Renato D’Agostin (b. 1983) is an Italian photographer who lives and works in New York. In preparation for his solo exhibition at Kahmann Gallery, Amsterdam, he sat down with GUP to discuss his inspirations and his most recent developments.
At the age of 35, D’Agostin is going through what could be called a mid-career renaissance. “I’m adding a layer which is very different from my previous work. It’s changing so much that I’m actually confused, which is great, I love it. It’s a moment of renaissance for me because I’m taking risks. I’m more eager to discover new territories in photography, to push the limits. I’m trying to take it to the extreme.”
Known for his meticulous, painstaking work in the darkroom producing classic prints that feel timeless, it is here that his process is going through vast changes, feeling completely free for the first time in his career to experiment in the darkroom. Interestingly, this newfound freedom is in large part thanks to the influence of his girlfriend, photographer Vittoria Gerardi:
“She has a good influence on me. She’s very young, 21 years old, and she’s already working at the highest level, it’s incredible. Her work is all about alternative processes, super conceptual, but it just connects so many dots that it’s breathtaking. I have to say I was inspired by her: at 35 I was inspired by my 21-year-old master girlfriend. She basically showed me there’s no limit. For now, it is very satisfying to work on something that is outside of my territory, outside of my comfort zone.”
“That’s what I’m doing for this project that I’m working on in the darkroom about Shanghai, which will be called Harmony of Chaos. I’m changing the landscape, it’s more conceptual. It’s even less about representation and more about the feeling of it.”
A huge inspiration for this evolved aesthetic has been the work of Dirk Braeckman: “He’s one of my two or three gods now.” Seeing one of Braeckman’s prints a decade ago made a big impression on him—but this impression was slow to grow into a clear influence. It was the confrontational aspect of Braeckman’s work that is not so much seen as it is felt. And those feelings can be ones of discomfort, with an irresolute, muddy grey often dominating his frames.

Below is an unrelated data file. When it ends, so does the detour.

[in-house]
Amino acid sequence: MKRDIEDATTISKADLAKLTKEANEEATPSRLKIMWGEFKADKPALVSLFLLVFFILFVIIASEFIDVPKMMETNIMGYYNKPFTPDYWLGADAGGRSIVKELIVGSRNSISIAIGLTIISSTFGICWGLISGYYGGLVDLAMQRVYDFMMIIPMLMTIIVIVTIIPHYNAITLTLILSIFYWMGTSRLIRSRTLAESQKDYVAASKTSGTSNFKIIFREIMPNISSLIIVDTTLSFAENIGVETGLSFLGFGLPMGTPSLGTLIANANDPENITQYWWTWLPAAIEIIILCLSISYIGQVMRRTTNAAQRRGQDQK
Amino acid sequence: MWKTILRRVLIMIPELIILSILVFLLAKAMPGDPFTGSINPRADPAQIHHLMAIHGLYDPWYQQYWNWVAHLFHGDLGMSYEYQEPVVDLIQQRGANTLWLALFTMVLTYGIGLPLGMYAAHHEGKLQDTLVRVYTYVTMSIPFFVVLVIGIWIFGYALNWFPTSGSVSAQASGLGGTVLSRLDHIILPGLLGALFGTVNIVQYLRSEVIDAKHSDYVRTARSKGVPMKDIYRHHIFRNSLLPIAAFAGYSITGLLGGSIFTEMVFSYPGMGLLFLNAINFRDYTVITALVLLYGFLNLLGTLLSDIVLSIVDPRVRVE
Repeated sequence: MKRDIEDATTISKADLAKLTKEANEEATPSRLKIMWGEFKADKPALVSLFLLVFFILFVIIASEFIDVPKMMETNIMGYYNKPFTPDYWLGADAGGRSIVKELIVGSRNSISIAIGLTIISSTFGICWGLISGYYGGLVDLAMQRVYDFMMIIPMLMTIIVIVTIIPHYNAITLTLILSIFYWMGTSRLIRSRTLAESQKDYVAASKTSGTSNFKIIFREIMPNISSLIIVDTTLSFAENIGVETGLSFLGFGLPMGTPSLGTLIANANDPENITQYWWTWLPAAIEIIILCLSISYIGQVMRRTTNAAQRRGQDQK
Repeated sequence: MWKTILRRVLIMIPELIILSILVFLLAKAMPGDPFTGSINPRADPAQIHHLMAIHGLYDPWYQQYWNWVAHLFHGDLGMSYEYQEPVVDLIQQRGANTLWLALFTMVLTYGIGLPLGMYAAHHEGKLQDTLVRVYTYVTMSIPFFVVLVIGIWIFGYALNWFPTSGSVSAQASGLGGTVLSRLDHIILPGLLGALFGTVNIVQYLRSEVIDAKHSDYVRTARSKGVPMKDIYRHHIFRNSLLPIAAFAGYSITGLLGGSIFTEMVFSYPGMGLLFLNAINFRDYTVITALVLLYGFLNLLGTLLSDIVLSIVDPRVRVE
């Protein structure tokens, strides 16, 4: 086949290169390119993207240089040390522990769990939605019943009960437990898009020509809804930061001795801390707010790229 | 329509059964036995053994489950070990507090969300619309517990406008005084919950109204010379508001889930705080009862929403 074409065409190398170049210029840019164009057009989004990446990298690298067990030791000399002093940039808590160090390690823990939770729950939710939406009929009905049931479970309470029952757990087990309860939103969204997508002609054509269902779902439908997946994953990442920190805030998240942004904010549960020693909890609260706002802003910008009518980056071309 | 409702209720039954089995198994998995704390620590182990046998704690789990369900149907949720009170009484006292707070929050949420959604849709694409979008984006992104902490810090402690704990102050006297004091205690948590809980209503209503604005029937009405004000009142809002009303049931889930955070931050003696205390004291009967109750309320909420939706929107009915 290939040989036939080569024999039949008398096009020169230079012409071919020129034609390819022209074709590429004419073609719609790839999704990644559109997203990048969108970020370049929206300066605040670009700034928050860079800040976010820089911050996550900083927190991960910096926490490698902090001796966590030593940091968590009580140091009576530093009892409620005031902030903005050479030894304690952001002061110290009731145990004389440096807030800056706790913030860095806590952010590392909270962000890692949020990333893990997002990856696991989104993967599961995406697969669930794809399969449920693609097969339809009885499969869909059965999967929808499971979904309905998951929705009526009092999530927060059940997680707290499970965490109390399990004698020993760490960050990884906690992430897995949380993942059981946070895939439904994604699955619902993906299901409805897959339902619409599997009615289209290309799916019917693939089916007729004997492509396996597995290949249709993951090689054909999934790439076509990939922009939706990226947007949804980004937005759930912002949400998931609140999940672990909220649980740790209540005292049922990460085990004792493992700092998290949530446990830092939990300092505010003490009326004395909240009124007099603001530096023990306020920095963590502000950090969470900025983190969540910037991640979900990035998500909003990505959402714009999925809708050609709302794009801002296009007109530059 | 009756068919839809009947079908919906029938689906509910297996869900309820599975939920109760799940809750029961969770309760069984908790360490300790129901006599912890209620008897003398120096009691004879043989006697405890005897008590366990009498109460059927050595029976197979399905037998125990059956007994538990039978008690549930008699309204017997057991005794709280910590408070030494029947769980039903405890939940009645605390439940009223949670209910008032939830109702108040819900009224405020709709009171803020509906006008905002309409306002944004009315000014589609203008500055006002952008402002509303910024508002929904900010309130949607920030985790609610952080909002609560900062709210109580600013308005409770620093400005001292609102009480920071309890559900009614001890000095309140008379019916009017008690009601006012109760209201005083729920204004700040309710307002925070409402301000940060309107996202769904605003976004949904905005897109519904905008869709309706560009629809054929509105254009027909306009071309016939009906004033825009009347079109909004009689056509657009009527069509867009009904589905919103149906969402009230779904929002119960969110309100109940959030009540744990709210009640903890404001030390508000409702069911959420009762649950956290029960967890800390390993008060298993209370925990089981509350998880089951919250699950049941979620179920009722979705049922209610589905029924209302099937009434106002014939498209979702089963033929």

“It was universal, that blurriness when you wake up in the middle of the night, you go around, you see something in the house, and you look around and everything is not clear for the first ten seconds. It’s a very good feeling, a feeling of distortion of reality, but it can actually be reality at the highest level because you don’t have the clearness of the day. Maybe it’s even more your immediate reaction to the world that’s truer. I love his work.”
It is photography on a universal scale, and the universe is compressed into a two-dimensional plane in the darkroom. Learning photography at a time when it was still normal for a photography course to have a darkroom component, entering that space was a transformative experience for D’Agostin: a place separate from the rest of reality in both time and space, it was also a visceral, sensorial experience with the red light and the smell of chemicals and the tight space. Everyone who has been in a darkroom knows the mystical quality it has.
“The darkroom is an extremely relevant part of my work because that’s where I connect the elements. You are in a space that you know better than your own pockets, and that’s when you can be rational enough, brave enough to take out something or to include something else. That’s when you dictate your word into the work. It creates that connection, it elevates that silence that I look for in photography. By making every mistake possible, you can discover new fractions of a tonality, nuances of tonalities that you wouldn’t imagine.”